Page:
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NEW YORK, April 5 (Reuters) - The default rate among U.S. retailers will jump to 9 percent, equivalent to $6 billion worth of debt, in the next year as consumers keep gravitating to discounters and online shopping, Fitch Ratings said on Wednesday.
The rating agency's view came the day after Payless ShoeSource filed for Chapter 11 bankruptcy, raising the sector's default rate to 1 percent from zero in March.
"Fitch's expectation of increasing retail defaults stems from increased discounter (including off-price and fast-fashion apparel) and online penetration, and shifts in consumer spending toward services and experiences," it said in a statement.
Payless was on Fitch's "loans of concern" list due to its risk of default within 12 months.
Retailers that rely on sales from stores that stand alone or are in shopping centers have struggled, leading some traders to bet on declines in those stocks and on property bonds with heavy mall exposure, analysts said.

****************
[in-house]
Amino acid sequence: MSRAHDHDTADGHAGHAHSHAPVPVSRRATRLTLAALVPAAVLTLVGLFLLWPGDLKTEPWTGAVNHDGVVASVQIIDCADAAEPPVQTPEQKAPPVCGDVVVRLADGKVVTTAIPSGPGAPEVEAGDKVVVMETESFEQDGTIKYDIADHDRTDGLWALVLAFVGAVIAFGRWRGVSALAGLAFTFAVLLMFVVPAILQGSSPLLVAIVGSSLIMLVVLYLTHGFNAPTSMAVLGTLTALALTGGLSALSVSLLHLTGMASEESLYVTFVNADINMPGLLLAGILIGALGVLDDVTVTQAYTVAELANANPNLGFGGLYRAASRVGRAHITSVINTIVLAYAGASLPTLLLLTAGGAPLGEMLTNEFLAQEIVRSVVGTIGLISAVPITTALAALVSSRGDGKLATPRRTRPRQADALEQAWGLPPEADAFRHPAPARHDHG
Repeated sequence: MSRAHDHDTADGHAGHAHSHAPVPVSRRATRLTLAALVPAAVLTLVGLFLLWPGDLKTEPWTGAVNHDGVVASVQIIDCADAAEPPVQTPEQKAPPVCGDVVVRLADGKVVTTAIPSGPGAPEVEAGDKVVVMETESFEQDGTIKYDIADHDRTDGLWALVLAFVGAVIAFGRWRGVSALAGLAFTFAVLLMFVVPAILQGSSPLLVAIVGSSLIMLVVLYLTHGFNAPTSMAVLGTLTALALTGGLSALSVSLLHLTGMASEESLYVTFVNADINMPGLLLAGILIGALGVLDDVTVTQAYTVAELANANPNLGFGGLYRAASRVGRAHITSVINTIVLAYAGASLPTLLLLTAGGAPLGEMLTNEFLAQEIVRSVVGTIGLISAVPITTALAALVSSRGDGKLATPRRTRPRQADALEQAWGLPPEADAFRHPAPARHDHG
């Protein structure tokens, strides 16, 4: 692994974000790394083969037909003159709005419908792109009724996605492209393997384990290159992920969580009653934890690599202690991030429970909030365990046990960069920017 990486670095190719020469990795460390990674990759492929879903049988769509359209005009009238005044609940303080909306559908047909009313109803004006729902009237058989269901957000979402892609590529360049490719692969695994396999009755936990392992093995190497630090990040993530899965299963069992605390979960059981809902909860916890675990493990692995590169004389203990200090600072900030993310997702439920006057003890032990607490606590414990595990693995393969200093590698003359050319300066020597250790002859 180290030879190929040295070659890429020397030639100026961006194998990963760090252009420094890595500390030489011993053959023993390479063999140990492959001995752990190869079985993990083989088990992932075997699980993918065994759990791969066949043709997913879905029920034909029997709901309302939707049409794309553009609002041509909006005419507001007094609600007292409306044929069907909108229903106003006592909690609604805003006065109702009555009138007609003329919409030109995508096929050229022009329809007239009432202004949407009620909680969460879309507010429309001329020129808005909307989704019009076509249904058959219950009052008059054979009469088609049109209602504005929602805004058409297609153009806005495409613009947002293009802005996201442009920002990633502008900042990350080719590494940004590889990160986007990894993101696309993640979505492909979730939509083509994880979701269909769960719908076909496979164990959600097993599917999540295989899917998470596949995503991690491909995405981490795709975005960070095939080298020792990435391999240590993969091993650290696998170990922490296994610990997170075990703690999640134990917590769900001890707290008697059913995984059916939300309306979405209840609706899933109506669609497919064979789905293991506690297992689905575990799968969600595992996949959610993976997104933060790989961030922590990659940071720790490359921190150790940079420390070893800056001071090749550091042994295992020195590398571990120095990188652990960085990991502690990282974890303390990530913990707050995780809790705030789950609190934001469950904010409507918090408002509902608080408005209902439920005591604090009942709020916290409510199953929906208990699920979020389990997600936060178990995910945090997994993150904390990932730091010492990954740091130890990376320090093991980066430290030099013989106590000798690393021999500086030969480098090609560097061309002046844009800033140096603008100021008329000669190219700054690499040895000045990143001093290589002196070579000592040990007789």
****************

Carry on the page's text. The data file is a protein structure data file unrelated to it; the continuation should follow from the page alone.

"Brick-and-mortar retailers are facing increasing competition from their purely online counterparts, and this is being reflected both in decreasing sales and foot traffic, as well as lower stock prices," Citi analysts Anindya Basu and Calvin Vinitwatanakhun wrote in a research note on Wednesday.
The CMBX series 6 BBB- index index, which tracks one group of commercial mortgage-backed securities, has fallen about 10 points in price since late January to 87 on Wednesday due to its high exposure to shopping malls, they said.
The level of bearish bets against these securities may be overdone, as the average CMBS exposure to malls is less 10 percent, the Citi analysts said.
They instead recommend buying credit default swaps on a basket of retailers as protection against defaults. (Reporting by Richard Leong; Editing by Lisa Von Ahn)